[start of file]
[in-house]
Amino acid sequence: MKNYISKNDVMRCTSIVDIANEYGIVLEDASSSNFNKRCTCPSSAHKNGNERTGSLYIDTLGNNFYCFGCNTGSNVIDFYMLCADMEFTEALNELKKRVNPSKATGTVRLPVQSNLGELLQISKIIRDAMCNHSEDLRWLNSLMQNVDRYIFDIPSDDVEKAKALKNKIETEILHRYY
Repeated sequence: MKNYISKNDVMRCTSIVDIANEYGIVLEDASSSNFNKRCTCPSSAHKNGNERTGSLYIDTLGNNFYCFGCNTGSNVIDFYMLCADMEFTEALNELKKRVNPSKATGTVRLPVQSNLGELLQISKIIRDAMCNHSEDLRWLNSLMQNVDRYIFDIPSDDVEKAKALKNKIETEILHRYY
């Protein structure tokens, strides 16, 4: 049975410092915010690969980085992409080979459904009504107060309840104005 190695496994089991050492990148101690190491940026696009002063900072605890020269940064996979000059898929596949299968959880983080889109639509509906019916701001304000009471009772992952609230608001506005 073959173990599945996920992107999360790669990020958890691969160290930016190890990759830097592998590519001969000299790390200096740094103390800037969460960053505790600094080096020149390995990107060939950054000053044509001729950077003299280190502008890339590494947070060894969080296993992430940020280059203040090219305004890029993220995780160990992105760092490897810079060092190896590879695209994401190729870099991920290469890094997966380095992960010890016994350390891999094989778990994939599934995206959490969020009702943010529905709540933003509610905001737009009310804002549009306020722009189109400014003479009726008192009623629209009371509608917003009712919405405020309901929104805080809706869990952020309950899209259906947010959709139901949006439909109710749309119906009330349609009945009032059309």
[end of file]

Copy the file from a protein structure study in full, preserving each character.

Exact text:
[in-house]
Amino acid sequence: MKNYISKNDVMRCTSIVDIANEYGIVLEDASSSNFNKRCTCPSSAHKNGNERTGSLYIDTLGNNFYCFGCNTGSNVIDFYMLCADMEFTEALNELKKRVNPSKATGTVRLPVQSNLGELLQISKIIRDAMCNHSEDLRWLNSLMQNVDRYIFDIPSDDVEKAKALKNKIETEILHRYY
Repeated sequence: MKNYISKNDVMRCTSIVDIANEYGIVLEDASSSNFNKRCTCPSSAHKNGNERTGSLYIDTLGNNFYCFGCNTGSNVIDFYMLCADMEFTEALNELKKRVNPSKATGTVRLPVQSNLGELLQISKIIRDAMCNHSEDLRWLNSLMQNVDRYIFDIPSDDVEKAKALKNKIETEILHRYY
């Protein structure tokens, strides 16, 4: 049975410092915010690969980085992409080979459904009504107060309840104005 190695496994089991050492990148101690190491940026696009002063900072605890020269940064996979000059898929596949299968959880983080889109639509509906019916701001304000009471009772992952609230608001506005 073959173990599945996920992107999360790669990020958890691969160290930016190890990759830097592998590519001969000299790390200096740094103390800037969460960053505790600094080096020149390995990107060939950054000053044509001729950077003299280190502008890339590494947070060894969080296993992430940020280059203040090219305004890029993220995780160990992105760092490897810079060092190896590879695209994401190729870099991920290469890094997966380095992960010890016994350390891999094989778990994939599934995206959490969020009702943010529905709540933003509610905001737009009310804002549009306020722009189109400014003479009726008192009623629209009371509608917003009712919405405020309901929104805080809706869990952020309950899209259906947010959709139901949006439909109710749309119906009330349609009945009032059309």